2017 Domaine Etienne Sauzet Bienveneus Batard-Montachet Grand Cru (Pre-Arrival)

SKU #1399909 96 points Decanter

 Production is small here - just two-and-a-half barrels, none new - but the quality is impressive, as ever. With aromas of honeysuckle and hawthorn blossom, this is a wonderfully scented wine, showing lovely focus, chalky minerality and a zesty, almost nettley finish. Drinking Window 2021 - 2032. (TA)  (10/2018)

93-95 points Allen Meadows - Burghound

 (from a .19 ha parcel; these are the oldest vines of the Domaine planted in 1938). A slightly more elegant if more restrained array grudgingly reveals notes of honeysuckle, orange peel, lavender and a hint of pain grillé. The sleek, sophisticated and equally elegant medium weight flavors deliver very fine length on the saline-inflected finale that goes on and on. As the best examples often are, this is a lovely combination of power and finesse.  (6/2019)

94 points John Gilman

 The 2017 Bienvenues from Domaine Sauzet is an excellent wine in the making, with great purity and nascent complexity and no signs of undue forwardness on either the nose and palate, and yet, it cannot quite keep pace with the very racy Combettes this year. The bouquet of the Bienvenues offers up a lovely blend of apple, white peach, a touch of beeswax, chalky soil tones, fresh almond, vanillin oak and an esthery topnote of bee pollen. On the palate the wine is deep, full-bodied and quite powerful in profile for Bienvenues, with lovely elegance entwined within the impressive depth of fruit, bright acids and long, complex and fairly broad-shouldered finish. Monsieur Boudot’s reference to the style of the 2010 vintage is quite evident here. 2026- 2065.  (1/2019)

91-93 points Vinous

 (there are just two-and-a-half barrels of this juice, none of them new): Bright pale yellow. Rich, ripe peach aroma with a buttery nuance. Then dry and laid-back on the palate; in a rather powerful style but youthfully tight, showing no easy oaky sweetness. More minerally than the Combettes but displaying less stuffing and creaminess than that wine (I might have identified this wine blind as a Pucelles). This fairly large-scaled wine finishes with a peach pit cyanic dryness and very good length. (ST)  (1/2019)

K&L Notes

95pts Jasper Morris Inside Burgundy: "Just one 228 and one 350 litre barrels from 8 rows (0.12ha) of very old vines from 1936. Pale colour with lemon tints. Backward, a touch of sulphur but the promise of great intensity. This is a lean and stylish Bienvenues, but the second half of the palate really delivers the intensity one would hope for. Super-fine, some fresh lime notes on a block of white fruit." (01/2019)

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Price: $639.99

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- It's hard to believe that up until about 30 years ago, this extremely popular varietal hid behind the veil of geographical names like Chablis and Puligny-Montrachet. Now grown all over the world and bottled by its varietal name, Chardonnay has achieved a level of branding unlike any other wine. Surprisingly, though, what you get when you buy Chardonnay can differ greatly from country to country and even within one country, depending on the climate where it's grown and how it is vinified and aged. From fresh, crisp and minerally with apple and lemon notes to rich and buttery with tropical fruit overtones, Chardonnay runs the gamut. In France's Burgundy, Chardonnay is the source of the prized wines of Chablis, Corton-Charlemagne, Mâcon, Meursault and Montrachet. It also the foundation of exceptional Champagne, where it is blended with Pinot Noir and Pinot Meunier or vinified on its own into Blanc de Blancs. It is also extremely popular in California, and is gaining popularity in Australia, New Zealand, Italy, Spain and South Africa.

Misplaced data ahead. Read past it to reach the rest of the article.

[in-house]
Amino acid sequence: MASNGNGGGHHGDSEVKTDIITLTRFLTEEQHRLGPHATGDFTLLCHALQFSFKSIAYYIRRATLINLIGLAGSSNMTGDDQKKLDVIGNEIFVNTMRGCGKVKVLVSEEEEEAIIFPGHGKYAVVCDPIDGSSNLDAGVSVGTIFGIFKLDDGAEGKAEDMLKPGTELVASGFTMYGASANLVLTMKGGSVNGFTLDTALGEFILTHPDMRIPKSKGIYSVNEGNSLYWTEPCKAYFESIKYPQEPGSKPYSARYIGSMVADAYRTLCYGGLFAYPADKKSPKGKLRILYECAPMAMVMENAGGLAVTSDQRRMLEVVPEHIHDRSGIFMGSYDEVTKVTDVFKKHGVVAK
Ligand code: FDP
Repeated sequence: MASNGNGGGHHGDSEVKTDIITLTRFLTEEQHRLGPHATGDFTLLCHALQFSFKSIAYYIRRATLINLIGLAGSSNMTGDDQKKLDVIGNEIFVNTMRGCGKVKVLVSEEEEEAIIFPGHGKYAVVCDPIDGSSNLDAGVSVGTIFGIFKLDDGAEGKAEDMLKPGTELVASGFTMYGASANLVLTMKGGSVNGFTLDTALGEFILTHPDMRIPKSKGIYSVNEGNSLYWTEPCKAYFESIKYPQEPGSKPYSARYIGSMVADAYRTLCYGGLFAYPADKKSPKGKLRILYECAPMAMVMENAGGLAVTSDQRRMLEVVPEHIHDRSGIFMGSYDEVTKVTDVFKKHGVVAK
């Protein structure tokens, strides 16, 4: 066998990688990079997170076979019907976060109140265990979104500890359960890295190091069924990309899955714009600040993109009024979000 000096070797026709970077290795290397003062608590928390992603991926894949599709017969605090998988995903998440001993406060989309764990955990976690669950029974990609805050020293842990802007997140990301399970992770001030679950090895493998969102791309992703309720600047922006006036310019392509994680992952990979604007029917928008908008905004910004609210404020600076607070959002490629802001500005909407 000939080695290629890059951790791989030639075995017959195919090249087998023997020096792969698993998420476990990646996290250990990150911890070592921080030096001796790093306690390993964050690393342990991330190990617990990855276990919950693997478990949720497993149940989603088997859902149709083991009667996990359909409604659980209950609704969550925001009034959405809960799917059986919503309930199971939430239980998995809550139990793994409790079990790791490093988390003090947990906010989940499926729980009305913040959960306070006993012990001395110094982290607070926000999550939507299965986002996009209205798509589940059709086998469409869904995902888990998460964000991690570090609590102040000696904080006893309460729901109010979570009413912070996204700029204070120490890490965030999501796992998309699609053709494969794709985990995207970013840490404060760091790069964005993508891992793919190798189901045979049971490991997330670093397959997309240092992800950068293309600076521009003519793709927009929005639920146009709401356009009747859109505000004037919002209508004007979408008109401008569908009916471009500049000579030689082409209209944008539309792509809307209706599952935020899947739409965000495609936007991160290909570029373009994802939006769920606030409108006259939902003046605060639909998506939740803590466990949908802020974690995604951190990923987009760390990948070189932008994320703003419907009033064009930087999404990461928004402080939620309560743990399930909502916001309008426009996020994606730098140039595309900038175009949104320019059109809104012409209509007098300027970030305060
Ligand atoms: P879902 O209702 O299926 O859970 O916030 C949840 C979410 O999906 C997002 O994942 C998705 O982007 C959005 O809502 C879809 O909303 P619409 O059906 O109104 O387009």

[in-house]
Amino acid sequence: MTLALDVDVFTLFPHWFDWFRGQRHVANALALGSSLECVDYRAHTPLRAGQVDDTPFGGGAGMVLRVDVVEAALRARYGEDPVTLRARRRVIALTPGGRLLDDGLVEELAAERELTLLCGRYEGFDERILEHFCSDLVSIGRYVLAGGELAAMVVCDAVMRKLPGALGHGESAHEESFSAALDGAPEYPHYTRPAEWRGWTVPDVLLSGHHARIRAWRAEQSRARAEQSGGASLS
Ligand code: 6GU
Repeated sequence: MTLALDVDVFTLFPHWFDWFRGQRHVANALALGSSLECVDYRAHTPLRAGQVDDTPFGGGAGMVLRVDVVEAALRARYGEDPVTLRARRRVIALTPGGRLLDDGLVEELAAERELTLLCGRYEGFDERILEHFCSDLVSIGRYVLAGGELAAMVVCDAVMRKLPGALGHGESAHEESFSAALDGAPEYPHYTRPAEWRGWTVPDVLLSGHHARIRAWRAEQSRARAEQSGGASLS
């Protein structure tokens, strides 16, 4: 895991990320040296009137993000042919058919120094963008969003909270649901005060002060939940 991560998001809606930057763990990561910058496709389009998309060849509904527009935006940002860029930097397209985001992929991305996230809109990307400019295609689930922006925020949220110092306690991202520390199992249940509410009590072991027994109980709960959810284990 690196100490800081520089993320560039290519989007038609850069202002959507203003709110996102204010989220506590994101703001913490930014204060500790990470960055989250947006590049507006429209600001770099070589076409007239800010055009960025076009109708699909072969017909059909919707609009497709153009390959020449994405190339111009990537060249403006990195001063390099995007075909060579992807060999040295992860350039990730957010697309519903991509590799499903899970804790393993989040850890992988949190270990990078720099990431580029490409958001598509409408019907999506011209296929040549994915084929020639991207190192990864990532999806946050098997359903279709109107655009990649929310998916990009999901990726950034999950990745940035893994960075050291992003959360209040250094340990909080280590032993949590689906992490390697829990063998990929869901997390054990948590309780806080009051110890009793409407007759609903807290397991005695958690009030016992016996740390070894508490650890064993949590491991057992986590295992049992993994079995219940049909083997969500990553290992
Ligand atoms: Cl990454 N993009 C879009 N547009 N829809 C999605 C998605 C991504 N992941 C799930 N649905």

- When it comes to wine, France stands alone. No other country can beat it in terms of quality and diversity. And while many of its Region, Bordeaux, Burgundy and Champagne most obviously, produce wine as rare, as sought-after and nearly as expensive as gold, there are just as many obscurities and values to be had from little known appellations throughout the country. To learn everything there is to know about French wine would take a lifetime. To understand and appreciate French wine, one only has to begin tasting them.


- The province of eastern France, famous for its red wines produced from Pinot Noir and its whites produced from Chardonnay. (Small of amounts of Gamay and Aligoté are still grown, although these have to be labeled differently.) The most famous part of the region is known as the Côte d'Or (the Golden Slope). It is divided into the Côte de Beaune, south of the town of Beaune (famous principally for its whites), and the Côte de Nuits, North of Beaune (home of the most famous reds). In addition, the Côte Chalonnaise and the Mâconnais are important wine growing regions, although historically a clear level (or more) below the Côte d'Or. Also include by some are the regions of Chablis and Auxerrois, farther north.
Specific Appellation:

Puligny Montrachet

- Puligny is a village which has been called 'attractive, self-confident and unpretentious.' Some of the world's greatest dry white wines come from here. The Grands Crus of Montrachet, Chevalier Montrachet, Bâtard Montrachet, and Bienvenues Bâtard Montrachet are on the southern edge, adjacent to the village of Chassagne. In Puligny, you can see the distinctly different soils which yield the different wines. The borders of the Grands Crus are anything but arbitrary, and the character of the wines form Puligny are distinct from Meursault to the north and Chassagne to the South. The vineyards closest to Meursault have thin soils, with slate and rock. Their wines are more delicate and minerally but no less lovely than the more powerful wines from the vineyards towards the Grands Crus.